Arthur Rimbaud, muse to our most pretentious rock stars, challenged the poet to derail all senses and thereby arrive at a higher understanding of reality. His preferred method may have been absinthe, but were he alive today he may have favored Lorelle Meets The Obsolete.
The Mexican duo, composed of the elegant-yet-tenacious Lorena Quintanilla (Lorelle) and the scruffy-yet-subdued Alberto González (the Obsolete), delivers unto listeners this Rimbaudian epiphany. LMTO’s latest LP—the aptly titled Balance—disorients and comforts, disrupts and reveals. Armed with the kaleidoscopic range of psychedelic pop, the album triangulates the sweet spot between the gritty space rock of Chile’s Föllakzoid and the dreamy shoegaze of Russia’s Pinkshinyultrablast.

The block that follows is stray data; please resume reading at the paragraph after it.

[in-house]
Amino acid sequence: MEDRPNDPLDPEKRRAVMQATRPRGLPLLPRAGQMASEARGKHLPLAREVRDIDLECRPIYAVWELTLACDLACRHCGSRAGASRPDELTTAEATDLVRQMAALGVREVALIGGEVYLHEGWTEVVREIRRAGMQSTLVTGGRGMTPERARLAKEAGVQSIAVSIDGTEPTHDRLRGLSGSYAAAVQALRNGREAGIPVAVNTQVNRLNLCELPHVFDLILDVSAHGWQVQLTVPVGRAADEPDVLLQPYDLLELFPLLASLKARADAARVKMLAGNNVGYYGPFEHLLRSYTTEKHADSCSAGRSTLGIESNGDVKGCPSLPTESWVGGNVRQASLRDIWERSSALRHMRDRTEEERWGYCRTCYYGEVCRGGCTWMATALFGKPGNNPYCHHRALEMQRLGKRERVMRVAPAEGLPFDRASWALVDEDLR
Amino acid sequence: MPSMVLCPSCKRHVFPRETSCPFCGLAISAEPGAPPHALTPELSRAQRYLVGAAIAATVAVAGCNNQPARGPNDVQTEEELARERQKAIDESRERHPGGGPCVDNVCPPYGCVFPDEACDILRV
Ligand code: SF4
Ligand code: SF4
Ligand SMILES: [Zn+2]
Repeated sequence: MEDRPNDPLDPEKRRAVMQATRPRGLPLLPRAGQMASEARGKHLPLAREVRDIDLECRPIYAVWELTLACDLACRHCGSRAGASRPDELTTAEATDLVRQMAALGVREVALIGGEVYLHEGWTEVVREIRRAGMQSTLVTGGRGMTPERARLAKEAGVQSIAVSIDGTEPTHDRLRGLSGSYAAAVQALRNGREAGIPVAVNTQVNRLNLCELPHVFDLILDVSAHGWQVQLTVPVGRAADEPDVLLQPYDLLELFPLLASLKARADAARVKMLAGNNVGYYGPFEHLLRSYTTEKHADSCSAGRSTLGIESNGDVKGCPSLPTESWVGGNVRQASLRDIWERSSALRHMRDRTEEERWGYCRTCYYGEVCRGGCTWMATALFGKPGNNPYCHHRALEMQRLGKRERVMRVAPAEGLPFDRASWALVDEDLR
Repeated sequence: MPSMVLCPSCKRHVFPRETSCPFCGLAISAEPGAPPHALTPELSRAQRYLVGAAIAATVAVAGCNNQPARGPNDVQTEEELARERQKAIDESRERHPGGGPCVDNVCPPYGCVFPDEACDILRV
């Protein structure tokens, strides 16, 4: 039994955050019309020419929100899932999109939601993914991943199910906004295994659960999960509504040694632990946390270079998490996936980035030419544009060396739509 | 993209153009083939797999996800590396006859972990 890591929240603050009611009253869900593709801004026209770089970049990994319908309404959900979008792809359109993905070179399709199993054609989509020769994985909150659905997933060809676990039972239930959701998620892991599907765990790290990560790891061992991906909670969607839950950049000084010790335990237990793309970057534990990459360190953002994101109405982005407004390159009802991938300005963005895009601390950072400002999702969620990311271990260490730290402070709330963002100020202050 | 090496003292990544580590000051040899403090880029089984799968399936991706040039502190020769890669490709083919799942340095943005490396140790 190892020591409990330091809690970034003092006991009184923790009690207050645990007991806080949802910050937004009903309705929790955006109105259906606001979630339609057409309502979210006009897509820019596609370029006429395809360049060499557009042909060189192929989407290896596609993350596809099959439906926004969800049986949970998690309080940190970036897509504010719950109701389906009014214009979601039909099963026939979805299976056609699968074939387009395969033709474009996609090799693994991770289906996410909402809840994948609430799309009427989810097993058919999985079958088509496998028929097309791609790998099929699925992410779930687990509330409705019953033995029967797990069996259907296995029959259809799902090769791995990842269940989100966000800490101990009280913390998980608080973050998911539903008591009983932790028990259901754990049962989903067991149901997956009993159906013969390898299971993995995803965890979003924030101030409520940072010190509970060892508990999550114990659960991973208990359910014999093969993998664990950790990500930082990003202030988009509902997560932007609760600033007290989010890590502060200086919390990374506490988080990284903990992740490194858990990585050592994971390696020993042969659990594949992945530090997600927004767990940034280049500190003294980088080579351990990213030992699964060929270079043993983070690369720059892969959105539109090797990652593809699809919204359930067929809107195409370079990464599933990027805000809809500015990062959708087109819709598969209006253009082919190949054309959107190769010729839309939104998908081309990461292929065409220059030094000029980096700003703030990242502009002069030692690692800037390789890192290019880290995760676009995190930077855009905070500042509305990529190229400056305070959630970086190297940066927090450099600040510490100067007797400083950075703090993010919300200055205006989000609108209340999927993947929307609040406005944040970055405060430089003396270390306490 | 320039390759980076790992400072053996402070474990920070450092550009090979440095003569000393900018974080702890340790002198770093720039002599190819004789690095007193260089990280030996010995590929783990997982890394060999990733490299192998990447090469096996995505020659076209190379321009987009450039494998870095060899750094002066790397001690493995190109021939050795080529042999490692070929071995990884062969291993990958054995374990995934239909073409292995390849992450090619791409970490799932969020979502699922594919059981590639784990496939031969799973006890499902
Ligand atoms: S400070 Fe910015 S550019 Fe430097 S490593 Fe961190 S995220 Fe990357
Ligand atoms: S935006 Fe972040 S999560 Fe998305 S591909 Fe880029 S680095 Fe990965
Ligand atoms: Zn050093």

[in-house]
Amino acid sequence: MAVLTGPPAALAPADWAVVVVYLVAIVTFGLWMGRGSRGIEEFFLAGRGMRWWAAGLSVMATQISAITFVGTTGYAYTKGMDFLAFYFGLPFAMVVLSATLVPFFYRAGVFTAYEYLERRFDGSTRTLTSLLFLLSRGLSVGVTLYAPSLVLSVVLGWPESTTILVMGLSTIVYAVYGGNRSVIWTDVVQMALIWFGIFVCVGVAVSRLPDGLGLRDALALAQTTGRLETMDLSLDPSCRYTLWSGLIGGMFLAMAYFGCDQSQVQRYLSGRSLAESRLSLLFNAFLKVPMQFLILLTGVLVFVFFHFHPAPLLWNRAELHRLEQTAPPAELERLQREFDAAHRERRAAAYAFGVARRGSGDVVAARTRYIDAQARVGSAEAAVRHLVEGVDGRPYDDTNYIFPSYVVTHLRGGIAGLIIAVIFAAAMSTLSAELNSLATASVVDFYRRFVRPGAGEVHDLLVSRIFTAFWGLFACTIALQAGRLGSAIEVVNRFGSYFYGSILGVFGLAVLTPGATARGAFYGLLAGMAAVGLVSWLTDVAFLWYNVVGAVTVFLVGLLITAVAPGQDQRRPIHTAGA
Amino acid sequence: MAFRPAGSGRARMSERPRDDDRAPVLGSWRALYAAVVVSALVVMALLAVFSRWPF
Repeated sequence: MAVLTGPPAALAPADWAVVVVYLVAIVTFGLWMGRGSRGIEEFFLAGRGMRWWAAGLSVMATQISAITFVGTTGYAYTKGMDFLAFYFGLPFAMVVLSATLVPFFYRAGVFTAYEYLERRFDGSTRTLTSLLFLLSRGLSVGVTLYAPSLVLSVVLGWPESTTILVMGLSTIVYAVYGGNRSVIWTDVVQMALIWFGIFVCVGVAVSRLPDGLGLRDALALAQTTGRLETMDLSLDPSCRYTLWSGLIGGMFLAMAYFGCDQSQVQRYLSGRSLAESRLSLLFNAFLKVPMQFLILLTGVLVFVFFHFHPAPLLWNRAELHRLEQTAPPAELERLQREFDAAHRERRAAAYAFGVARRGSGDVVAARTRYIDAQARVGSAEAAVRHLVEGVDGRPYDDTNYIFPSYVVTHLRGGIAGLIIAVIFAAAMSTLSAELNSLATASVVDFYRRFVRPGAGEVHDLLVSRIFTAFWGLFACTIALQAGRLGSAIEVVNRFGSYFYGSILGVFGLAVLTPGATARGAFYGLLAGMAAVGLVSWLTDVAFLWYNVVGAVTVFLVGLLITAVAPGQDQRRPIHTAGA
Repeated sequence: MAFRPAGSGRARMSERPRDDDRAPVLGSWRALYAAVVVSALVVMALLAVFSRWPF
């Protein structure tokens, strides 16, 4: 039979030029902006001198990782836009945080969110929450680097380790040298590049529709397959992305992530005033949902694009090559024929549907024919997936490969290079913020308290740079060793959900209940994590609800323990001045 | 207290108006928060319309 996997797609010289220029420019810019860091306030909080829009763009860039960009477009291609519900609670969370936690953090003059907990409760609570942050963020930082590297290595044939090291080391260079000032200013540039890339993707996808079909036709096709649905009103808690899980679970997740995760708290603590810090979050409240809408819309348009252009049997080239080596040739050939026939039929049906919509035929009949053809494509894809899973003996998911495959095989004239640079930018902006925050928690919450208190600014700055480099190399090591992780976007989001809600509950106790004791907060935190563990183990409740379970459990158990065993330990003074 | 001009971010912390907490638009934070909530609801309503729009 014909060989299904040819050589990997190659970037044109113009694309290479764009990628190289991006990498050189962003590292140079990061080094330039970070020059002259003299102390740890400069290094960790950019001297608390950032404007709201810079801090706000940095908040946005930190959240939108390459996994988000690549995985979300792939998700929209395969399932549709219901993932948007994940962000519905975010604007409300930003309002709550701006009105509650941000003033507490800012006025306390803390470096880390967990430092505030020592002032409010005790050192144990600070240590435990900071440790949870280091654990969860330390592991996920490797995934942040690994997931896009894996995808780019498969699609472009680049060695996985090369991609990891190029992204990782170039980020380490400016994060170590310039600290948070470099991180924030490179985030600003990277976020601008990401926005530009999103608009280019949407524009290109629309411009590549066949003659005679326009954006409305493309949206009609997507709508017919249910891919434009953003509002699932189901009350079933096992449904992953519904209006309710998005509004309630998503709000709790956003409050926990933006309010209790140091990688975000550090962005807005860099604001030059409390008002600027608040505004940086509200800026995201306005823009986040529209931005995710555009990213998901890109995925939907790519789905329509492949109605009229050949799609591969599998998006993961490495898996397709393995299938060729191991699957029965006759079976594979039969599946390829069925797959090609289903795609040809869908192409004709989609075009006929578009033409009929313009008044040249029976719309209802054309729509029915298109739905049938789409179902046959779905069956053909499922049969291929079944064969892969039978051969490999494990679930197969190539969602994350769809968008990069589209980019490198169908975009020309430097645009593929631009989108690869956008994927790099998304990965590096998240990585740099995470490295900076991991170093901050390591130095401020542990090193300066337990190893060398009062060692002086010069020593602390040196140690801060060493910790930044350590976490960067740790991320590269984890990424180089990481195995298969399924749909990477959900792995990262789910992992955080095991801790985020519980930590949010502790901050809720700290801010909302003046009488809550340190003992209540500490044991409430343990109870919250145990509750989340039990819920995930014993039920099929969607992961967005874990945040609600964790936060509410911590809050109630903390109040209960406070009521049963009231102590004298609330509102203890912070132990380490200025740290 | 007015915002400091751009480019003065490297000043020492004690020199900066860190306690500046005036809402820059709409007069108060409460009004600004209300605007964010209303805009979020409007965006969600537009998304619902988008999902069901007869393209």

On tour, the duo expands to a quintet, and the delicately crafted recordings transform into ferocious jams. “Waves Over Shadows” and alternate take “Waves Under Shadows” could be children’s lullabies interpreted by My Bloody Valentine. A lazy synth melody wafts through a thick haze of distortion, like a toddler waddling through an active battlefield. The pendulum-swing hypnotism of the guitars on “It Must Be The Only Way” is deftly accented by Lorelle’s seductive and sweet vocals. “Sealed Scene” is a wailing space boogie concocted in a ’60s garage. Throughout the evening’s performance, every song is dreamy without being overly droney.
Psychedelia, above all other pop music sub genres, is poetry. It seeks out Baudelairean correspondences between the material and the mystical. It deploys the awkward, albatrossian glory of feedback to scramble our senses. It explores the outer fringes of human sensation and sends back vivid trip reports.
“Beneath the bush a wolf will howl,” wrote Rimbaud. “Spitting bright feathers/From his feast of fowl: Like him, I devour myself.” He could have been describing the self-destructive decadence of drug use. Or the method to the poet’s madness.
Or, just as plausibly, the psychedelic transcendence of Lorelle Meets The Obsolete.